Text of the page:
Monday, March 5, 2012

The Importance of Hand Made Reeds.

Reeds can have a huge impact on how a oboist feels about their choice of instrument. Honestly, it can have a huge impact on how they feel about life in general. My family knows that when I'm having a difficult time with reeds (it happens to the best of us!) I can be in the darkest pits of despair, but as soon as I get back in the swing of things with good reeds that I'm as happy as a little bird. You can see this in students too; I love watching their faces light up at the beginning of the month when they get a new reed. For just a little while, their problems have disappeared.

So, why are hand made reeds so much better than a machine made reed? Reed manufacturers use basically the same process to make an oboe reed as they do to make a saxaphone or clarinet reed. The cane is planed down at an angle to create a thinner tip that gradually thickens towards the back of the reed. This works for single reed instruments because the cane is so much thicker, so the vibrations have room to warm up the sound. On the oboe, what you end up with are two really thin blades vibrating against each other.

I think this is a Meason reed. Notice
the wire.

The problem with making reeds this way is that they have no structural support and can't even hold themselves open. This is why you will frequently see machine made reeds with a wire forcing them open. The planing process also frequently results in a very flat reed, so the manufacturer is often forced to clip the reed very short in order to bring the pitch up. The lack of structural support also results in thin, nasal sound. In general, hand made reeds don't have either of these problems.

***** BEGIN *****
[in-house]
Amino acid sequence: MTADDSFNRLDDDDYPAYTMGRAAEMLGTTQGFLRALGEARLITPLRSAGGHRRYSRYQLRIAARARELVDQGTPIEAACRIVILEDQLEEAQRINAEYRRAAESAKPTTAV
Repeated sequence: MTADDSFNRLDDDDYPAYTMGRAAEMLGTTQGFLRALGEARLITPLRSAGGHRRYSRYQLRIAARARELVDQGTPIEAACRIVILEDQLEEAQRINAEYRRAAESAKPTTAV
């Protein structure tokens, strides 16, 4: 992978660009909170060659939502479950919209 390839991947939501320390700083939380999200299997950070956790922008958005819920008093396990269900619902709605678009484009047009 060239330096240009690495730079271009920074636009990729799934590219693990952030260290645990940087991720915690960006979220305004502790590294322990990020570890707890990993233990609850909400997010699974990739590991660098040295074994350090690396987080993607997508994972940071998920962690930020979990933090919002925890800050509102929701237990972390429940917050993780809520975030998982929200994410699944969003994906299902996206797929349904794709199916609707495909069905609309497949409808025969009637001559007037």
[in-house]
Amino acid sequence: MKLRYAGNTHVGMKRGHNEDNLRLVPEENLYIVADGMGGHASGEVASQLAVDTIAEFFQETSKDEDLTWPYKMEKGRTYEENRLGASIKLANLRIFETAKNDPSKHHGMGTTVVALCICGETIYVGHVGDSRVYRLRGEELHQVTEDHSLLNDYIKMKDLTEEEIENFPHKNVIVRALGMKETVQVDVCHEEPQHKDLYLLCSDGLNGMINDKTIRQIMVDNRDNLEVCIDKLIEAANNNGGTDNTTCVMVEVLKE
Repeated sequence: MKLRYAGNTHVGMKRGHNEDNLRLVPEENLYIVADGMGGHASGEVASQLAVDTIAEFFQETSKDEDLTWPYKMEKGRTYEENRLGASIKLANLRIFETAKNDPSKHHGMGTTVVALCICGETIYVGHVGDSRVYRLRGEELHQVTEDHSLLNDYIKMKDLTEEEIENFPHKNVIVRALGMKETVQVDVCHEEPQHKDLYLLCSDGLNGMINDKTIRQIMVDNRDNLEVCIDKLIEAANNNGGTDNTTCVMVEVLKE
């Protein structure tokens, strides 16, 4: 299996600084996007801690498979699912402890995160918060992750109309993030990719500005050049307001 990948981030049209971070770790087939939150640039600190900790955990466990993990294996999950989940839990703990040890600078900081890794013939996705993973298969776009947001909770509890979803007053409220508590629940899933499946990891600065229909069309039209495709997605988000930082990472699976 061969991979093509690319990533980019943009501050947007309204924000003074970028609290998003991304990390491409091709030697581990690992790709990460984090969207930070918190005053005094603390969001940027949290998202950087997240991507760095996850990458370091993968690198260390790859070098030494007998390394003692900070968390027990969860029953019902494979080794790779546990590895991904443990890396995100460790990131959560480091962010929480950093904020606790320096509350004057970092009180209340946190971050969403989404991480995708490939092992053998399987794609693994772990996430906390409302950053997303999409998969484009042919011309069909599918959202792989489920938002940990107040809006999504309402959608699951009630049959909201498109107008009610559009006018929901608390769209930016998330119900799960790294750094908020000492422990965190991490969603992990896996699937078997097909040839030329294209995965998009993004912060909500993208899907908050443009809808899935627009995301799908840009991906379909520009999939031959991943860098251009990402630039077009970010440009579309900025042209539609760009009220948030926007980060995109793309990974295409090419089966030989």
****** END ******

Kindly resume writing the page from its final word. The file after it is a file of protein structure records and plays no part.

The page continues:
One of my reeds. Notice the varying
degrees of thickness.

With a hand made reed, there are generally three important areas: the tip, the heart, and the back. The spine runs from tip to back in the center of the reed and helps to keep the reed open. The tip begins paper thin and ramps up into the heart. It's job is to let the vibrations into the reed quickly and without much resistance. When the vibrations reach the heart, which is the thickest place on the reed, they are circulated and warmed up before reaching the oboe. The back is just a little thinner than the heart to allow for some flexibility and control of pitch. This structure results in a round, warm tone instead of the nasal sound we find in machine made reeds.

Some oboists don't think it's that important for young players to play on hand made reeds, but I've found that they can develop an excellent sound very early if they are given access to materials that will allow them to from the start. Hand made reeds enable the player to create a beautiful, warm sound that can be produced at pitch without the reed collapsing.

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